Many of you know August is the month when Talpa de Allende’s image of the Virgin begins walking the back roads, visiting and blessing the ranches, cattle, crops, ponds and creeks along the way. She is accompanied by her devotees for six weeks on this summer trek.
Her approach to the ranches is announced by singing and fireworks. Dogs, chickens, little babies and foreigners object to the loud noise. It seems to be a wanton waste of money when it could be used to put bread on a table or buy a book for a child. However, the proceeds from some of the sales of the pyrotechnics might actually buy a piece of bread or a book.
One of Talpa’s retired clergy still lives here and he is well-known for his generosity to the needy. It is rumored he might be one of the wealthiest men in the village. His house is higher up the mountain than ours, and it covers a lot more ground. One day, after one of the fiestas, I baked him a pie made from the fruit of our neighbor’s blackberry patch. As he showed me around his big garden, I asked him, “Padre, why don’t you leave town when these fiestas are at full peak? The noise from the fireworks must drive you crazy. Such a waste of money! What they spend on those big boomers in one fiesta could feed a family of five for a whole year!”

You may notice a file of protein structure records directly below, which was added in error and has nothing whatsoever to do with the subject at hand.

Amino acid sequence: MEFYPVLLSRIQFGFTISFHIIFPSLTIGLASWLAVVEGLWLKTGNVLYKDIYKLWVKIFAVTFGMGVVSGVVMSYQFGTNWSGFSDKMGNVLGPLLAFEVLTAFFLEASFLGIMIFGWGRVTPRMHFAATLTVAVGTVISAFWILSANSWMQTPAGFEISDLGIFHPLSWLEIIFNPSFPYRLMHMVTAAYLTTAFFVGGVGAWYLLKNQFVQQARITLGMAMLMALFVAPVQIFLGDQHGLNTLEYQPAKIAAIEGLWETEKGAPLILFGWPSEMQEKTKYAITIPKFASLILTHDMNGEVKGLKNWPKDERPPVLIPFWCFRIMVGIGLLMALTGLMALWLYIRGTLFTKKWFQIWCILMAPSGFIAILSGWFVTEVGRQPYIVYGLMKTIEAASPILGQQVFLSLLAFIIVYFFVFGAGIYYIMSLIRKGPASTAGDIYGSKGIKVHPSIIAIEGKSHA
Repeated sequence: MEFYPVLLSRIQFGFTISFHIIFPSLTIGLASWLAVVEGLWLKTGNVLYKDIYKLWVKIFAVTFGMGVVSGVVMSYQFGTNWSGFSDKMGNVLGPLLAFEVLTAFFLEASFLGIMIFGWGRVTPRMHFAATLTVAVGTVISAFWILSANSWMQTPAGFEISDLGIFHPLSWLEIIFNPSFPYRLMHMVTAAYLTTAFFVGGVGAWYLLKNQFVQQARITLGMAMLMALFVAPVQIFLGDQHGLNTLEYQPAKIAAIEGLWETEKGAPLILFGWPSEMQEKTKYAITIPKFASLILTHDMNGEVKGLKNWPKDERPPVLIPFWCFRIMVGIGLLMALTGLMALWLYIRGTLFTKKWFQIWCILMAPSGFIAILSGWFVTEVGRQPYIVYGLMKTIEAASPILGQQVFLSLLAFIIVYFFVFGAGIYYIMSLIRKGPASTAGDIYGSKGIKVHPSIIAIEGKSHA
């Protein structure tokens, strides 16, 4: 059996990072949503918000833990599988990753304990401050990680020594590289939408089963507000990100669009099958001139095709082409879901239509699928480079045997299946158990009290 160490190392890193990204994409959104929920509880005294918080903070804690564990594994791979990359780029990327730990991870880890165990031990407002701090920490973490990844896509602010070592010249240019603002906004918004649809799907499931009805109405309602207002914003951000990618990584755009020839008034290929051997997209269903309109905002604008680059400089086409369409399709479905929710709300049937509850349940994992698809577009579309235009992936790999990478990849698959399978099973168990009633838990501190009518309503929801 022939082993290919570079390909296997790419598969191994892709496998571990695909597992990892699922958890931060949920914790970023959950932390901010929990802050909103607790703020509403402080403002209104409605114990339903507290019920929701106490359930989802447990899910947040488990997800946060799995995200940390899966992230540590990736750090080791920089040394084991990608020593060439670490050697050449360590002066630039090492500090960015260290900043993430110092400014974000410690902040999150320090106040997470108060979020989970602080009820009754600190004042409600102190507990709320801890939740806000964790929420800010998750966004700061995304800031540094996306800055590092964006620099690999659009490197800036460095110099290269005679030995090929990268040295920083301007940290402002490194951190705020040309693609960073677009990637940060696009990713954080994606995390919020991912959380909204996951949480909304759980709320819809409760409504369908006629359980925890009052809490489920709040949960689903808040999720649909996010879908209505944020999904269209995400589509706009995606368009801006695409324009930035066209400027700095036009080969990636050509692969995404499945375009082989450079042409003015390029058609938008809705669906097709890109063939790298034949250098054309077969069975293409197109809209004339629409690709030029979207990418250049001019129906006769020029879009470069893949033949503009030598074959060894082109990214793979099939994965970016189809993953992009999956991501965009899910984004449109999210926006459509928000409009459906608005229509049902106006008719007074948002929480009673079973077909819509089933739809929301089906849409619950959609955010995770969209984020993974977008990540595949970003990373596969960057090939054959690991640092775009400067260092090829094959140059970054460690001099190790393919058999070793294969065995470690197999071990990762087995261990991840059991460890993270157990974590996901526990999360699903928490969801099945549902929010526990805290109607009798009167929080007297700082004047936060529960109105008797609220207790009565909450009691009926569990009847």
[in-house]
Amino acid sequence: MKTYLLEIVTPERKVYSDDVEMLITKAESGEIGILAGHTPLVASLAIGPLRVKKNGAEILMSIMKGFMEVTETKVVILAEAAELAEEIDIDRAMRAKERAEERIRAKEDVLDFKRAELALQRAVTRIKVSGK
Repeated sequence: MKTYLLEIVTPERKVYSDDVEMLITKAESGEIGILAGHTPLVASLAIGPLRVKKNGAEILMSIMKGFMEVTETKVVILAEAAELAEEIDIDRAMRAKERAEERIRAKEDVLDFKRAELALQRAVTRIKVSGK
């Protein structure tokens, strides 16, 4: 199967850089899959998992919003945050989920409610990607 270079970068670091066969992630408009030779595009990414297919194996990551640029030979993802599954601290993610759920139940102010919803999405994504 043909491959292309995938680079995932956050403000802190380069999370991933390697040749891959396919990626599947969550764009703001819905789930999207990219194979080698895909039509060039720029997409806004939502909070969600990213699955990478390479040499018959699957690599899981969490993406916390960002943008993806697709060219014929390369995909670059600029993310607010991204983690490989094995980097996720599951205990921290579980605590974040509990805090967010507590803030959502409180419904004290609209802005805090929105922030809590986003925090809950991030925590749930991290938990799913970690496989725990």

“I know. I’ve tried to discourage them over the years, but it is difficult to break tradition. I’ve suggested that they buy a small amount, but each year they seem to shoot more,” he replied.
We rounded a corner and came to a new building on his hilltop.
“Come; let me show you my new storeroom we finished this week.” He chose a key from the heavy ring of keys he was carrying and opened the door.